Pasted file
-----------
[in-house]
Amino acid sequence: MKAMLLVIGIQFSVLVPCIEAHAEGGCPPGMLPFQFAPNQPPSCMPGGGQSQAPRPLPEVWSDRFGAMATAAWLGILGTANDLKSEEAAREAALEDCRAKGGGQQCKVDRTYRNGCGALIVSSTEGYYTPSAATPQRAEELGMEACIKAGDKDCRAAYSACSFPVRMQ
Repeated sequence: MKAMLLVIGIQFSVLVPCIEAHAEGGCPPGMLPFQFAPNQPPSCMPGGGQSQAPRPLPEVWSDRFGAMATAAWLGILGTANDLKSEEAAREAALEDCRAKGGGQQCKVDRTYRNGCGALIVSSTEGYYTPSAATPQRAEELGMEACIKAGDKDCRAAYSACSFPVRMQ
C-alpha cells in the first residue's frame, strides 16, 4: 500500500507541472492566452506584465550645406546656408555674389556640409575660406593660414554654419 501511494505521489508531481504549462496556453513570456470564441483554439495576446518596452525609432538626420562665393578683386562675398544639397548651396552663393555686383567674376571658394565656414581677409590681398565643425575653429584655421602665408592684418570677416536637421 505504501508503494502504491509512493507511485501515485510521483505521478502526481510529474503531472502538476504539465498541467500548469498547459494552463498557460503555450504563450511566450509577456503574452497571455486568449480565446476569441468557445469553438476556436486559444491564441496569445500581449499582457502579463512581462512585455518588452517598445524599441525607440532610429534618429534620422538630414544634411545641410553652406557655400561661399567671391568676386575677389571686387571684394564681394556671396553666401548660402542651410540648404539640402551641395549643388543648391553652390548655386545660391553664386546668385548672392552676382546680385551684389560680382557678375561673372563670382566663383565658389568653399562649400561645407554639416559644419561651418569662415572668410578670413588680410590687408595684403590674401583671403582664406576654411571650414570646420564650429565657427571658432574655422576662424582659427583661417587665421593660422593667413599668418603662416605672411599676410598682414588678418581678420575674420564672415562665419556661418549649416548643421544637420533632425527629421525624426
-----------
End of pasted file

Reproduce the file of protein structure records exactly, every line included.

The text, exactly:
[in-house]
Amino acid sequence: MKAMLLVIGIQFSVLVPCIEAHAEGGCPPGMLPFQFAPNQPPSCMPGGGQSQAPRPLPEVWSDRFGAMATAAWLGILGTANDLKSEEAAREAALEDCRAKGGGQQCKVDRTYRNGCGALIVSSTEGYYTPSAATPQRAEELGMEACIKAGDKDCRAAYSACSFPVRMQ
Repeated sequence: MKAMLLVIGIQFSVLVPCIEAHAEGGCPPGMLPFQFAPNQPPSCMPGGGQSQAPRPLPEVWSDRFGAMATAAWLGILGTANDLKSEEAAREAALEDCRAKGGGQQCKVDRTYRNGCGALIVSSTEGYYTPSAATPQRAEELGMEACIKAGDKDCRAAYSACSFPVRMQ
C-alpha cells in the first residue's frame, strides 16, 4: 500500500507541472492566452506584465550645406546656408555674389556640409575660406593660414554654419 501511494505521489508531481504549462496556453513570456470564441483554439495576446518596452525609432538626420562665393578683386562675398544639397548651396552663393555686383567674376571658394565656414581677409590681398565643425575653429584655421602665408592684418570677416536637421 505504501508503494502504491509512493507511485501515485510521483505521478502526481510529474503531472502538476504539465498541467500548469498547459494552463498557460503555450504563450511566450509577456503574452497571455486568449480565446476569441468557445469553438476556436486559444491564441496569445500581449499582457502579463512581462512585455518588452517598445524599441525607440532610429534618429534620422538630414544634411545641410553652406557655400561661399567671391568676386575677389571686387571684394564681394556671396553666401548660402542651410540648404539640402551641395549643388543648391553652390548655386545660391553664386546668385548672392552676382546680385551684389560680382557678375561673372563670382566663383565658389568653399562649400561645407554639416559644419561651418569662415572668410578670413588680410590687408595684403590674401583671403582664406576654411571650414570646420564650429565657427571658432574655422576662424582659427583661417587665421593660422593667413599668418603662416605672411599676410598682414588678418581678420575674420564672415562665419556661418549649416548643421544637420533632425527629421525624426